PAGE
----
The mountains of Wicklow can be deceptive to those who dismiss their relatively small size and rounded appearance. The combination of boggy and sometimes featureless terrain can create challenges for those exploring the hills. Across the mountains there are rough tracks made by both walkers and animals but waymarked trails are not common. To explore most of the mountains one must be self reliant in terms of navigation and safety. If you wish to follow a waymarked trail there are long and short distance options which are described in Recreation.
If venturing off into the hills please take note of the following:
Proper planning will reduce the chance of anything going wrong.
Choose a route to match your skills and ability and those who accompany you.
Equip yourselves adequately - good boots are essential; over 25% of injury attended to by Mountain Rescue personnel are related to lower leg injuries.
Always have a map and compass, more importantly know how to use them.
Remember mountains create their own weather systems - it's colder up there - allow 1 degree for every 100m climbed and it's windier up there too, about 2 to 3 times stronger than in the valleys - prepare for these conditions by carrying adequate clothing including hat and gloves.
The mountains are often covered by a low cloud base - don't expect good visibility to navigate by.
Mobile phones do not always get reception in the mountains - don't rely on them.
Mountain rivers are often subject to periodic flooding after heavy rain - this could mean the stream you crossed with ease earlier could be a raging torrent on your return. Do not take risks with flooded rivers - be aware of the weather and be flexible with your choice of route.
If you don't feel confident leading yourself - get the skills - contact a course provider in Mountain Skills.
In the event of something going wrong:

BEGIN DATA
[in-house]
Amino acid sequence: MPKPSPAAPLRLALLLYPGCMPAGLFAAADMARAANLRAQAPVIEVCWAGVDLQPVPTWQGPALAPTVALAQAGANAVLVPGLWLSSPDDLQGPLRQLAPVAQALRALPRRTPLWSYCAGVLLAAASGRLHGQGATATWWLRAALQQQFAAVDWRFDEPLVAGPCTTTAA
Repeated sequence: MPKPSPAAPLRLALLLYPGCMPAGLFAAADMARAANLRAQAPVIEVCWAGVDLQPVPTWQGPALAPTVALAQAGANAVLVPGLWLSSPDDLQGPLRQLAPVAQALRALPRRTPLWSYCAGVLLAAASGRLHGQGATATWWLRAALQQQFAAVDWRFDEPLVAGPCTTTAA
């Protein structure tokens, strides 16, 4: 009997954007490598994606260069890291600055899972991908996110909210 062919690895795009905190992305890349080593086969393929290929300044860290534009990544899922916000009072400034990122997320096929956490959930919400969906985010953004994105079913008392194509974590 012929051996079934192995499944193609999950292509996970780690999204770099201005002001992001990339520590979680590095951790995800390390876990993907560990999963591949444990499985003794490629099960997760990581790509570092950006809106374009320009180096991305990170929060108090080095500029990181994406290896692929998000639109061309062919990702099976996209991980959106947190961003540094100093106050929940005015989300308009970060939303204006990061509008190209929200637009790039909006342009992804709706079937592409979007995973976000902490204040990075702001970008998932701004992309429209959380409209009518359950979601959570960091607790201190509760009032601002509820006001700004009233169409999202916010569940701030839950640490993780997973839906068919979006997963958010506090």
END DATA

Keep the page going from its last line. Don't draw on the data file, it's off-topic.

If lost - don't panic - try to work out where you are and figure out if you can help yourself out of the situation.
In a genuine emergency call 999 or 112 and ask for Mountain Rescue.
If you have a group - keep them safe and warm while waiting for help.
If you have an injured person keep them as warm and comfortable as possible. Treat any injuries to the best of your ability.
For more information on safety in the mountains consult the leaflet "Walk safely....in the Irish hills and countryside." from the Mountaineering Council.
*Remember if you are leading groups in the hills, especially children, you have extra responsibilities to ensure the safety of all your group. Leadership training courses in the form of Walking Group Leader and Mountain Leader are available nationally, contact www.mountaineering.ie for information on providers in your area.
Mountain Rescue is a voluntary service working under the auspices of the Gardaí. The Irish Mountain Rescue Association comprises eleven Mountain Rescue Teams (MRT) and one national search and rescue dog team (SARDA). Of these the Glen of Imaal Red Cross Team and the Dublin/Wicklow Team cover the Wicklow area with assistance from SARDA and the South Eastern MRT (SEMRA).
Mountain Rescue teams are made up of individuals who are highly trained in a number of specialist areas like 'first-responder', wilderness medical care, emergency medical technician, crag rescue, communications and search management.
Their service and skills are invaluable to the people living, working and recreating in the Wicklow Mountains. The Wicklow Mountains National Park works closely with MR teams in the provision of assistance to persons lost, stranded or injured in the Wicklow Mountains National Park. National Park staff are encouraged to train in search and rescue skills and several staff members are part of the Glen of Imaal Red Cross team.
To support MR or find out more information on MR in Wicklow:Glen of Imaal Mountain Rescue Team
Dublin Wicklow Mountain Rescue Team